Sometimes new and flashy isn’t what is needed. Oftentimes we just want to experience something raw and genuine. The Record Company is a Los Angeles based rock and roll trio who show their appreciation for authentic music by keeping both the instrumentation and recordings of their tracks as simple as possible. Through their stripped down sound the audience is able to experience the artist’s emotions on a personal level as if having a conversation with the music.
Unlike most musicians and people in general, The Record Company is not afraid of exposing their imperfections to preserve their music’s natural state. The tiny flaws of these tracks recorded in their living room provide the perfect amount of relatability for listeners around the world. Receiving praise from top names such as Rolling Stone Magazine andEntertainment Weekly, it is clear the power this soulful trio possesses.
This past week I was privileged to have the opportunity to speak with their lead singer Chris Vos and gain some insight on the band’s creative process.
Jonathan Gerstl: Your band formed by bonding over old records. Do you still continue to collect records and what is your favorite record in your collection?
Chris Vos: Actually, the big record collector in our band is our bass player, Alex. He has been collecting for years and has a lot of great records. I’ve kind of adopted his collection because I’m addicted to buying guitars. So, I can’t have two expensive hobbies in my life. But he’s the record guy. He’s got thousands of them. I’m over there everyday. It’s our studio and where we do all our creative work. If I were going to pick a favorite record of his, it probably would be hard to choose. He has a really great blues collection, and I love Jimmy Reed. So, I love his Jimmy Reed albums. There is this one called “Just Jimmy Reed” that I really like. But then he also has stuff like The Ramones first record in its original pressing, which is all nice and scratchy. That one always sounds great when it goes on. It’s hard to narrow it down to one.
J: What’s your favorite guitar to use on stage?
C: Right now I got a handmade Telecaster thin-line, all black, which was made by a guy out here in L.A. His name is Reuben Cox. Without getting too dorky about the guitar, it’s completely hollow and it rings out. I’ve been looking for a guitar like this for a long time. It kind of combines all the chunkiness and awesomeness and personality of some of the older Silvertones and stuff that I like to play. At the same time it also plays like a Telecaster so it can handle the road and it doesn’t go out of tune all the time. Overall, it’s just a really great instrument.
J: The Record Company has recently been praised by big names such as Rolling Stone Magazine for the raw sound of your records. I saw that your recent chart-topping album was recorded in your bass player Alex’s living room. Why did you decide to record in such a non-traditional setting?
C: It just sounded right. We didn’t feel like we needed to go anywhere else. We felt like we were capturing the personality of the songs and really they were being represented as they should be. You got to believe your ears man.
When you’re making decisions like that as a band, it is really important to trust your instincts. We just knew that this was just a very accurate and good way to start this whole thing.
This was our first international release and we wanted it to sound raw. We wanted it to sound like it sounds when we are creating things in the living room. What I really like about where we recorded is because it’s in the living room, it’s not like we booked a week in the studio and have to just pound out these songs. That’s a great way to do it too, but the thing that’s kind of cool about the living room is it has a more laid back vibe. If we are on an idea we can get it done in a day. If we aren’t having any ideas, we can put on some records, and try and find some inspiration.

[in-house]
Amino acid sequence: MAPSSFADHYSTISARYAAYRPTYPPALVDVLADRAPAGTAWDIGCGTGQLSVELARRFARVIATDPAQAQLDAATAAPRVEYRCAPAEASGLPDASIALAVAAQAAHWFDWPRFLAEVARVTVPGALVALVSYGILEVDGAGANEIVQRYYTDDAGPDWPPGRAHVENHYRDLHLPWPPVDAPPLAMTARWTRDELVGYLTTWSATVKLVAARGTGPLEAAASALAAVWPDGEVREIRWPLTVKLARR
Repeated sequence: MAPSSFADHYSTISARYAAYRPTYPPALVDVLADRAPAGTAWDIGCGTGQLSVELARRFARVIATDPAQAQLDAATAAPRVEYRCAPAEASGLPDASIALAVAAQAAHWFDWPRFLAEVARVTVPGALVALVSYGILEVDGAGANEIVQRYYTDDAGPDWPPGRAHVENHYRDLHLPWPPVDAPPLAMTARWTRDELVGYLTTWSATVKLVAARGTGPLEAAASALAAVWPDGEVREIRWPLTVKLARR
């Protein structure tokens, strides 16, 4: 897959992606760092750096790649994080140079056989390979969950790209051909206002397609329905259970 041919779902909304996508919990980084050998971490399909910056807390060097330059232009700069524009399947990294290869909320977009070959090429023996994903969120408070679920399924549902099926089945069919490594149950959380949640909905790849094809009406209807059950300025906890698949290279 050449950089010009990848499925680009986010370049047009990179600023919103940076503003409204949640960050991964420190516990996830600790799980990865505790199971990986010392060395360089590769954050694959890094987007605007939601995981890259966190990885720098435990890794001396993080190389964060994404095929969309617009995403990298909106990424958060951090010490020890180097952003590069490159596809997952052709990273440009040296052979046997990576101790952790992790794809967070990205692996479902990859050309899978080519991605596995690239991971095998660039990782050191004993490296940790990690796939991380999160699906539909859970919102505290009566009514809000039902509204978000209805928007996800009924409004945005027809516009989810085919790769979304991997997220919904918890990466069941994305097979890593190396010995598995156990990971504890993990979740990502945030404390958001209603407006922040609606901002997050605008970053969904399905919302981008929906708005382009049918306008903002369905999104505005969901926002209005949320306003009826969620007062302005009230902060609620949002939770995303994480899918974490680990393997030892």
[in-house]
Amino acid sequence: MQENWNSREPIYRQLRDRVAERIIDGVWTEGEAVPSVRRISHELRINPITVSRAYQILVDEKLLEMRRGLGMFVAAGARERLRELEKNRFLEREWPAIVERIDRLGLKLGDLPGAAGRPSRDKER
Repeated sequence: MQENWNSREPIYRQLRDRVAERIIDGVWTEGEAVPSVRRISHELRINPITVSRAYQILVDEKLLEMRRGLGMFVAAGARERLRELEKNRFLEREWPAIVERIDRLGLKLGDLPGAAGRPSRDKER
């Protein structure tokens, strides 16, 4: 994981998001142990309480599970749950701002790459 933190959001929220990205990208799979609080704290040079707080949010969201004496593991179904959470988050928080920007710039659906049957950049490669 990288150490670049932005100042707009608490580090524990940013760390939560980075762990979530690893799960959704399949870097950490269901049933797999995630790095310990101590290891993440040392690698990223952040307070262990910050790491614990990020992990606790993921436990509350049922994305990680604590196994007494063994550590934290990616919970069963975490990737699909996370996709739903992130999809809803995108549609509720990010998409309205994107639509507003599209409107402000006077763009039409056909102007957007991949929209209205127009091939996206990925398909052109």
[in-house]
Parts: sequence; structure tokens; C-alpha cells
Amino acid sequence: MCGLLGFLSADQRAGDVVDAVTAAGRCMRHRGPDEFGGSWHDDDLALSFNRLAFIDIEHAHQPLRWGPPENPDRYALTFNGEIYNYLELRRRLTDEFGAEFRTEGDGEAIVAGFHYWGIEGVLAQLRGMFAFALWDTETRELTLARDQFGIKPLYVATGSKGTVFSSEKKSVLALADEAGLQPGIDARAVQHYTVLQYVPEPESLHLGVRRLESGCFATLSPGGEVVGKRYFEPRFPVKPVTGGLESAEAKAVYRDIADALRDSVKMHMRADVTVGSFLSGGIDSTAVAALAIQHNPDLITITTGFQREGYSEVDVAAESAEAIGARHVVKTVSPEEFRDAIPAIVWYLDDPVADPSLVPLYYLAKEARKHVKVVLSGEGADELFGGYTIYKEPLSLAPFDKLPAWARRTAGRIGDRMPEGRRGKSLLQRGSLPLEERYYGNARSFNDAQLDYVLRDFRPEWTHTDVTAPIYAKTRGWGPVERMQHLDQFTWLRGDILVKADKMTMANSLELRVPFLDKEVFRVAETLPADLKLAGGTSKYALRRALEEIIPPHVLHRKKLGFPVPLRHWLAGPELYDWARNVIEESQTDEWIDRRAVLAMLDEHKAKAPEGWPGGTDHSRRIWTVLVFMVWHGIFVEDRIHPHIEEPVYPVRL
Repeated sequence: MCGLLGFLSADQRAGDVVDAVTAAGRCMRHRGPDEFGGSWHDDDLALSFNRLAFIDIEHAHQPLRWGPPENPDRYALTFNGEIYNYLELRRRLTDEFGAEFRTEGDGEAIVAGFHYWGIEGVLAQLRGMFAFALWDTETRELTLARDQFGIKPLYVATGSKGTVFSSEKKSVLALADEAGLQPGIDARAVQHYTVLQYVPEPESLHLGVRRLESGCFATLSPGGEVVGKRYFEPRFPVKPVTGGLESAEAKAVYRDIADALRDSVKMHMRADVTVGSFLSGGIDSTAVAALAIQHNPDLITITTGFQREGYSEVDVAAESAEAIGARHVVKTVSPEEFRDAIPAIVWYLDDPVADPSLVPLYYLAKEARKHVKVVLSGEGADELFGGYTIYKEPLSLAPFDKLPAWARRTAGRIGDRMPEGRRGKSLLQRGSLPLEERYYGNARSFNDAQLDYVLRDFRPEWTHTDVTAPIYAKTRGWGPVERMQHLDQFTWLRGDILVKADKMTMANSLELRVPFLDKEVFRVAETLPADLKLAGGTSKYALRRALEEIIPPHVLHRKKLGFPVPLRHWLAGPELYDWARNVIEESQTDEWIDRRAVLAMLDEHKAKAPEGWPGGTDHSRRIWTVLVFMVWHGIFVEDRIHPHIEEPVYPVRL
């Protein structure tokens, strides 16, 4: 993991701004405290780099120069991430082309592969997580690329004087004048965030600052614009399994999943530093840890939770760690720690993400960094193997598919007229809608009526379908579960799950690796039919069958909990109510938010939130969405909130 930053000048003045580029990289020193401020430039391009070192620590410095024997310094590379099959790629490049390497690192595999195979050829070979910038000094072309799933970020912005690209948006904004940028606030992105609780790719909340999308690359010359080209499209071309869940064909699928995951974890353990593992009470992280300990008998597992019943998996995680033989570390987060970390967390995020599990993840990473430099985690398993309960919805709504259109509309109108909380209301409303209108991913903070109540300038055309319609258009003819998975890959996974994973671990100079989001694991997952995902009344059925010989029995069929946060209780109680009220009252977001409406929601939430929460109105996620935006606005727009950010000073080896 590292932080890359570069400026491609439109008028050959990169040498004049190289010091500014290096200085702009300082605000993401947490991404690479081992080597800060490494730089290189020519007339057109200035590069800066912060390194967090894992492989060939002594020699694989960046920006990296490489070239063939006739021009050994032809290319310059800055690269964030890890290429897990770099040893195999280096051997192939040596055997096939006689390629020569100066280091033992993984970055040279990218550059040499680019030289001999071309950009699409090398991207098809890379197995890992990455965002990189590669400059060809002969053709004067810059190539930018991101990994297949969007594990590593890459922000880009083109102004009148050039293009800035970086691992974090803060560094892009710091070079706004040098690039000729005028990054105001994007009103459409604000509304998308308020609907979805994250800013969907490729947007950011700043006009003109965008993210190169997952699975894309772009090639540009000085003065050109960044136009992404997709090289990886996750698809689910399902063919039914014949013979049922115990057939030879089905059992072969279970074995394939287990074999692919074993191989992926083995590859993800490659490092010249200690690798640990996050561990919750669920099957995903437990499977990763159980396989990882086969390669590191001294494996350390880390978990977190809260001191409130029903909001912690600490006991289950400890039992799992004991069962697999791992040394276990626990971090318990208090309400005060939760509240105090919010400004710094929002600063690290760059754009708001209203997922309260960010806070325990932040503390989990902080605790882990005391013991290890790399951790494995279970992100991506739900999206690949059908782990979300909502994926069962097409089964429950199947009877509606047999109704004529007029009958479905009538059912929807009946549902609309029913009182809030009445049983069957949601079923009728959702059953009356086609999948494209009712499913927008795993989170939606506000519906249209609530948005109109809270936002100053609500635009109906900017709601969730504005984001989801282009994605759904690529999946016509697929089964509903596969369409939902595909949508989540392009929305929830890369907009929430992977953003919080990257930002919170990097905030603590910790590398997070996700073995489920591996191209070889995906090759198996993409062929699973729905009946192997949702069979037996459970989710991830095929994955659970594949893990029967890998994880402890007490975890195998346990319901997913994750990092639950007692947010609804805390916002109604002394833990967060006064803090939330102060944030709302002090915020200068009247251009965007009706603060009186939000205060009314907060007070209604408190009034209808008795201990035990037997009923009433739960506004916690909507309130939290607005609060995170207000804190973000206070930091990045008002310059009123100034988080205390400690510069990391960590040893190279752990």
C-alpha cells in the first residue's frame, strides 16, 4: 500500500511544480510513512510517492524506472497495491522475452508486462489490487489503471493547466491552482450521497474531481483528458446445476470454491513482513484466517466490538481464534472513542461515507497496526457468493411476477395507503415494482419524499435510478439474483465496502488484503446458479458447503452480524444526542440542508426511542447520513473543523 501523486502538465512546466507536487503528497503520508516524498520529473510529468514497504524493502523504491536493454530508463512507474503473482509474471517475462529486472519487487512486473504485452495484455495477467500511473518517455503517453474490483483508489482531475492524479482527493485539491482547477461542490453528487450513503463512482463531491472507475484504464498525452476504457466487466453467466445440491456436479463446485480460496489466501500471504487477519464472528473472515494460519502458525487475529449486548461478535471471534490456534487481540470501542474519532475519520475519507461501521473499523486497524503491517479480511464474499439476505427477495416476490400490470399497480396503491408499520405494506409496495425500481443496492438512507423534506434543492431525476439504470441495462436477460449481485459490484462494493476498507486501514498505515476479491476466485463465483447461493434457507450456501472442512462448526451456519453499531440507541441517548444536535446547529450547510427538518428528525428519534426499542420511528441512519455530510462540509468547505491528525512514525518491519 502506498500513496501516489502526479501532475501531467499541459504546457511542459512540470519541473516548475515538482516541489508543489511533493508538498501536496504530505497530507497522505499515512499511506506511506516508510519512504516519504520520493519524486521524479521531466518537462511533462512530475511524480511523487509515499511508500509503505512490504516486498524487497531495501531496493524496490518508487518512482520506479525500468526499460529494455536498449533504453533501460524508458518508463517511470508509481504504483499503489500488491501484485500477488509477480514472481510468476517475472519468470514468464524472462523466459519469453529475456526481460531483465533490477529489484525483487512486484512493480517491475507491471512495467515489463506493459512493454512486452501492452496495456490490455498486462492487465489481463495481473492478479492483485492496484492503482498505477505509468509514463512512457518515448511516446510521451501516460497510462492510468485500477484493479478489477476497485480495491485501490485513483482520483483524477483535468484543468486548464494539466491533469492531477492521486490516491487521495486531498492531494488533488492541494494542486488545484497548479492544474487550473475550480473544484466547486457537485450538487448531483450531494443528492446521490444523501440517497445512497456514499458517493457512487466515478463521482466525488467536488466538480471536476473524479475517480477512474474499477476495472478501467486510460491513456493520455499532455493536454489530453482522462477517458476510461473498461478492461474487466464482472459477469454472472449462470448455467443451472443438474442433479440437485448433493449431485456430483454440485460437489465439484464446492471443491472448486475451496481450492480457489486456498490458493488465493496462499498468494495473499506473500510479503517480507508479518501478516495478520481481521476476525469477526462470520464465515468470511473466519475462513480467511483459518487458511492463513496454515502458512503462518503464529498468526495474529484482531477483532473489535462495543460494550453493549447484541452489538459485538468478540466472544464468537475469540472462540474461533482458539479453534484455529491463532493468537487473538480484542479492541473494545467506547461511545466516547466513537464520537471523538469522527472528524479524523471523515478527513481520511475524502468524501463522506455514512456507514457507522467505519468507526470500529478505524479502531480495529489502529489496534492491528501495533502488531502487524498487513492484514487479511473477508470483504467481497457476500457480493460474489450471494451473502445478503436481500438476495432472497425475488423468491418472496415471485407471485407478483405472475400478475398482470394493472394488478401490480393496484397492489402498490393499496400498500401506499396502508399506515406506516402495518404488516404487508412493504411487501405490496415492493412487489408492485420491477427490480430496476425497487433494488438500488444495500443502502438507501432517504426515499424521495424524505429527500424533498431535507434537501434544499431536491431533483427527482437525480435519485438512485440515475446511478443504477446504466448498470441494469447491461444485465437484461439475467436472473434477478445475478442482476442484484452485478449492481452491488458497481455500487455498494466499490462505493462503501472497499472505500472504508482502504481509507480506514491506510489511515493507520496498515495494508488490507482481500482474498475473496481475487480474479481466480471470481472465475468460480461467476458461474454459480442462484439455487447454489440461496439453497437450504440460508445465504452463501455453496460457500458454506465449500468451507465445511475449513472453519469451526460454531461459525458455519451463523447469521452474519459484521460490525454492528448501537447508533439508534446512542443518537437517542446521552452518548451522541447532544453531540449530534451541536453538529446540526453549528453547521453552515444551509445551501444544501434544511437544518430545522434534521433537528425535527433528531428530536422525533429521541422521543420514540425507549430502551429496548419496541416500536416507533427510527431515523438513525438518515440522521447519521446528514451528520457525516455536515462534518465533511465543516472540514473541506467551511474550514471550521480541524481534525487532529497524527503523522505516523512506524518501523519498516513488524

What’s really amazing is you actually record the song a lot of times on the day that it was born. Songs often develop over time, but catching a song on the day that it was born is something I haven’t been able to do with any other group and I’ve really enjoyed that.
J: A lot of modern rock groups and modern bands utilize a lot of effects and layering in their songs. What inspired you to revive that old stripped down rock and roll sound?
C: I think we really liked the idea of doing something simple. We are three guys and I think space is the fourth member of our band. Silence. The space between. Sometimes the amount of space you can fit between things will make everything sound bigger. The reason being is there is this silence that you are not recognizing in there and an emptiness that becomes a personality of its own. A lot of old recordings have that because they didn’t have the ability to record infinite tracks. They had four tracks or sometimes less to work with. It was more of a come as you are kind of vibe.
We were just really into that, we loved early punk rock, early rock and roll, electric blues, and of course Rolling Stones recordings always had that feeling. Even Beatle’s recordings had the feeling where it’s just enough in there, it’s perfect. Our music is not perfect, but we don’t want it to be. It can’t be perfect. Sometimes it’s better to let the flaws hang out. There’s a dog walking around in some of the tracks, you can hear its little paws, and we left it in. Why not? It didn’t ruin anything.
J: Coming from a humble small-town upbringing, what would be one piece of advice you have for younger bands looking to take their music from their hometown to a national audience?
C: I know this is going to sound extremely frickin old fashioned man, but I think wherever you are the first thing you gotta do is just sit and work on what you are, who you are, what you like, what you dig, and what you feel. Find out who the hell you are. Figure it out. It’s a tough thing to do. We all gotta go through it.
Some people just figure it out right away. Some people take some time. Find the people that flip your switch to be in your band. You gotta work hard. Everyday you wake up, you work, you come home, and you go to sleep if you want to do this full time.
Also, don’t be afraid of the word no because you are going to hear it a lot. Don’t let that word define you.